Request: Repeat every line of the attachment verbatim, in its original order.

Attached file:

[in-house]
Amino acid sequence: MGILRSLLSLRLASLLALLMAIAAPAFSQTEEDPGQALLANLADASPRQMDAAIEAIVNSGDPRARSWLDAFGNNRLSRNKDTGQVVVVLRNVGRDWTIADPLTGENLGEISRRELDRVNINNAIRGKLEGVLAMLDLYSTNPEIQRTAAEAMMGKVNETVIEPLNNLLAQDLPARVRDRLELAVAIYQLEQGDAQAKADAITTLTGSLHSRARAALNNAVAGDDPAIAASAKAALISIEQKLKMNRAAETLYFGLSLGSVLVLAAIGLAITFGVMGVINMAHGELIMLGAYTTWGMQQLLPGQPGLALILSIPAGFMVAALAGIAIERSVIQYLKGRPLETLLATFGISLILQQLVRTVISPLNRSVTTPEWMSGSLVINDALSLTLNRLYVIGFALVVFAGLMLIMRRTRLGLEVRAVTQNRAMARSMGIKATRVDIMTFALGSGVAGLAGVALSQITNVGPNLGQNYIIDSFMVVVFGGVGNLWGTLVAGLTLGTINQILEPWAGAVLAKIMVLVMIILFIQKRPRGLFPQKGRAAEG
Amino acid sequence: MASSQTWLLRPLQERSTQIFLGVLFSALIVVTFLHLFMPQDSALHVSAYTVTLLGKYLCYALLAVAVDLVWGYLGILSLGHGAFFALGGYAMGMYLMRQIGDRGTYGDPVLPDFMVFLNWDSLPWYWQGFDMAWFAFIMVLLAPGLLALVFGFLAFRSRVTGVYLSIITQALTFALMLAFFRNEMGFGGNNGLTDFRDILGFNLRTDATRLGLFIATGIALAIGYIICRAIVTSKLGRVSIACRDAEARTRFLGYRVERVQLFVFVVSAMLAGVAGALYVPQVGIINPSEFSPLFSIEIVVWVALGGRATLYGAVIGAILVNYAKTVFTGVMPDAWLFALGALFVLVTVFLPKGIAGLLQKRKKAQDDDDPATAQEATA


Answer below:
[in-house]
Amino acid sequence: MGILRSLLSLRLASLLALLMAIAAPAFSQTEEDPGQALLANLADASPRQMDAAIEAIVNSGDPRARSWLDAFGNNRLSRNKDTGQVVVVLRNVGRDWTIADPLTGENLGEISRRELDRVNINNAIRGKLEGVLAMLDLYSTNPEIQRTAAEAMMGKVNETVIEPLNNLLAQDLPARVRDRLELAVAIYQLEQGDAQAKADAITTLTGSLHSRARAALNNAVAGDDPAIAASAKAALISIEQKLKMNRAAETLYFGLSLGSVLVLAAIGLAITFGVMGVINMAHGELIMLGAYTTWGMQQLLPGQPGLALILSIPAGFMVAALAGIAIERSVIQYLKGRPLETLLATFGISLILQQLVRTVISPLNRSVTTPEWMSGSLVINDALSLTLNRLYVIGFALVVFAGLMLIMRRTRLGLEVRAVTQNRAMARSMGIKATRVDIMTFALGSGVAGLAGVALSQITNVGPNLGQNYIIDSFMVVVFGGVGNLWGTLVAGLTLGTINQILEPWAGAVLAKIMVLVMIILFIQKRPRGLFPQKGRAAEG
Amino acid sequence: MASSQTWLLRPLQERSTQIFLGVLFSALIVVTFLHLFMPQDSALHVSAYTVTLLGKYLCYALLAVAVDLVWGYLGILSLGHGAFFALGGYAMGMYLMRQIGDRGTYGDPVLPDFMVFLNWDSLPWYWQGFDMAWFAFIMVLLAPGLLALVFGFLAFRSRVTGVYLSIITQALTFALMLAFFRNEMGFGGNNGLTDFRDILGFNLRTDATRLGLFIATGIALAIGYIICRAIVTSKLGRVSIACRDAEARTRFLGYRVERVQLFVFVVSAMLAGVAGALYVPQVGIINPSEFSPLFSIEIVVWVALGGRATLYGAVIGAILVNYAKTVFTGVMPDAWLFALGALFVLVTVFLPKGIAGLLQKRKKAQDDDDPATAQEATA